The penalty—amounting to 6.088 billion Chinese Renminbi—was part of a resolution with China's National Development and Reform Commission, which had investigated the firm under the country's anti-monopoly law.
The NDRC issued an official decision that Qualcomm had violated this law, and the company agreed not to contest that finding.
"We are pleased that the investigation has concluded and believe that our licensing business is now well positioned to fully participate in China's rapidly accelerating adoption of our 3G/4G technology," Derek Aberle, Qualcomm's president, said in a news release. "We appreciate the NDRC's acknowledgment of the value and importance of Qualcomm's technology and many contributions to China, and look forward to its future support of our business in China."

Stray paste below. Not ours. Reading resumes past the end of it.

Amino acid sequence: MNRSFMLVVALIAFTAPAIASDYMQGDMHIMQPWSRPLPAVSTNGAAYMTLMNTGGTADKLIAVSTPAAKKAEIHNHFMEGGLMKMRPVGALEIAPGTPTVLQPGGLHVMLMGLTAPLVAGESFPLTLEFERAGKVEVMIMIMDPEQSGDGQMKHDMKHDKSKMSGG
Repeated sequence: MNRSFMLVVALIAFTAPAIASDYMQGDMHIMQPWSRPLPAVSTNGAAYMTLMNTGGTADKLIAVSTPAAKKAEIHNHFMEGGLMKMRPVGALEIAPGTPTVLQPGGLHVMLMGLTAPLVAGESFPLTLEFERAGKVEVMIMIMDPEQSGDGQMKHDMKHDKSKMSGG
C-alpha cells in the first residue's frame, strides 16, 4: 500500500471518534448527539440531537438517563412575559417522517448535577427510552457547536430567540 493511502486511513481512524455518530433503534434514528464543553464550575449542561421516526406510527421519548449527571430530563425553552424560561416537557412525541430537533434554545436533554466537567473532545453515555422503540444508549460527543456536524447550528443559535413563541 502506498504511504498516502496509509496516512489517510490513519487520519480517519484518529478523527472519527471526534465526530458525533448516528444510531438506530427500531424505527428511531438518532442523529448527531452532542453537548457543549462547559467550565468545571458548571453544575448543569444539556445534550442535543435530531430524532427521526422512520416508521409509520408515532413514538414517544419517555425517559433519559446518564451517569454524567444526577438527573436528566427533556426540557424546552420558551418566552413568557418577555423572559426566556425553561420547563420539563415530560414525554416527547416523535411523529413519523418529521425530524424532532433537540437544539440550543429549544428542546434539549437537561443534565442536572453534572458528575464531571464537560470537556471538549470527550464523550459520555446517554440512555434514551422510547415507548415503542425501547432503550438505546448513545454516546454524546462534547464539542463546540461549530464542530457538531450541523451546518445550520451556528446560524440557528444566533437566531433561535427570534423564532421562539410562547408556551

As a result of this resolution, Qualcomm updated its financial guidance for fiscal year ending Sept. 27, 2015. The company said its revenue is now estimated to be $26.3 billion to $28.0 billion compared to prior guidance range of $26.0 billion to $28.0 billion.
Additionally, it updated its non-GAAP diluted earnings per share estimates to $4.85 to $5.05 (which excludes the charge from the fine imposed by the NDRC), compared to the prior guidance range of $4.75 to $5.05.